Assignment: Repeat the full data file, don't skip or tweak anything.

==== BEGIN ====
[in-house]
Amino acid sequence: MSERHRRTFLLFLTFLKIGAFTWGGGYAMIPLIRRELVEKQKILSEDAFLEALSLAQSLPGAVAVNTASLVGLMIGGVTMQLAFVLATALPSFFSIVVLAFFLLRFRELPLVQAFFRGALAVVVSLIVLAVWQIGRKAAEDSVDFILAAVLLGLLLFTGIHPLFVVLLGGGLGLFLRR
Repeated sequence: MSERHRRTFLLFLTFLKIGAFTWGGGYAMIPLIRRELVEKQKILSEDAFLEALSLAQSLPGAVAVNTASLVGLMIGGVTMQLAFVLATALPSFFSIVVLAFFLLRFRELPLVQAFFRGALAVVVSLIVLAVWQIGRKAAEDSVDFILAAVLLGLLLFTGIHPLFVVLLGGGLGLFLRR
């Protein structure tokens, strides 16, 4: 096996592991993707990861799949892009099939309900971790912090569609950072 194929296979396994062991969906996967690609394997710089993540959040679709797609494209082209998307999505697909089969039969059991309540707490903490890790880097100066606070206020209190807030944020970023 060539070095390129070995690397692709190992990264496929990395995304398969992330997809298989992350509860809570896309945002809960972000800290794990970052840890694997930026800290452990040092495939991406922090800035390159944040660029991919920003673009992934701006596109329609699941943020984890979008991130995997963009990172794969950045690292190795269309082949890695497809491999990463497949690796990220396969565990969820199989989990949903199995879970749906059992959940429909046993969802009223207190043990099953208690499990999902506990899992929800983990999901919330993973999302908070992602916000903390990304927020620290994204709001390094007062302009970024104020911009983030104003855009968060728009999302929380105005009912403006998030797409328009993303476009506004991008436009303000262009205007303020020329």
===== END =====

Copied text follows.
[in-house]
Amino acid sequence: MSERHRRTFLLFLTFLKIGAFTWGGGYAMIPLIRRELVEKQKILSEDAFLEALSLAQSLPGAVAVNTASLVGLMIGGVTMQLAFVLATALPSFFSIVVLAFFLLRFRELPLVQAFFRGALAVVVSLIVLAVWQIGRKAAEDSVDFILAAVLLGLLLFTGIHPLFVVLLGGGLGLFLRR
Repeated sequence: MSERHRRTFLLFLTFLKIGAFTWGGGYAMIPLIRRELVEKQKILSEDAFLEALSLAQSLPGAVAVNTASLVGLMIGGVTMQLAFVLATALPSFFSIVVLAFFLLRFRELPLVQAFFRGALAVVVSLIVLAVWQIGRKAAEDSVDFILAAVLLGLLLFTGIHPLFVVLLGGGLGLFLRR
């Protein structure tokens, strides 16, 4: 096996592991993707990861799949892009099939309900971790912090569609950072 194929296979396994062991969906996967690609394997710089993540959040679709797609494209082209998307999505697909089969039969059991309540707490903490890790880097100066606070206020209190807030944020970023 060539070095390129070995690397692709190992990264496929990395995304398969992330997809298989992350509860809570896309945002809960972000800290794990970052840890694997930026800290452990040092495939991406922090800035390159944040660029991919920003673009992934701006596109329609699941943020984890979008991130995997963009990172794969950045690292190795269309082949890695497809491999990463497949690796990220396969565990969820199989989990949903199995879970749906059992959940429909046993969802009223207190043990099953208690499990999902506990899992929800983990999901919330993973999302908070992602916000903390990304927020620290994204709001390094007062302009970024104020911009983030104003855009968060728009999302929380105005009912403006998030797409328009993303476009506004991008436009303000262009205007303020020329």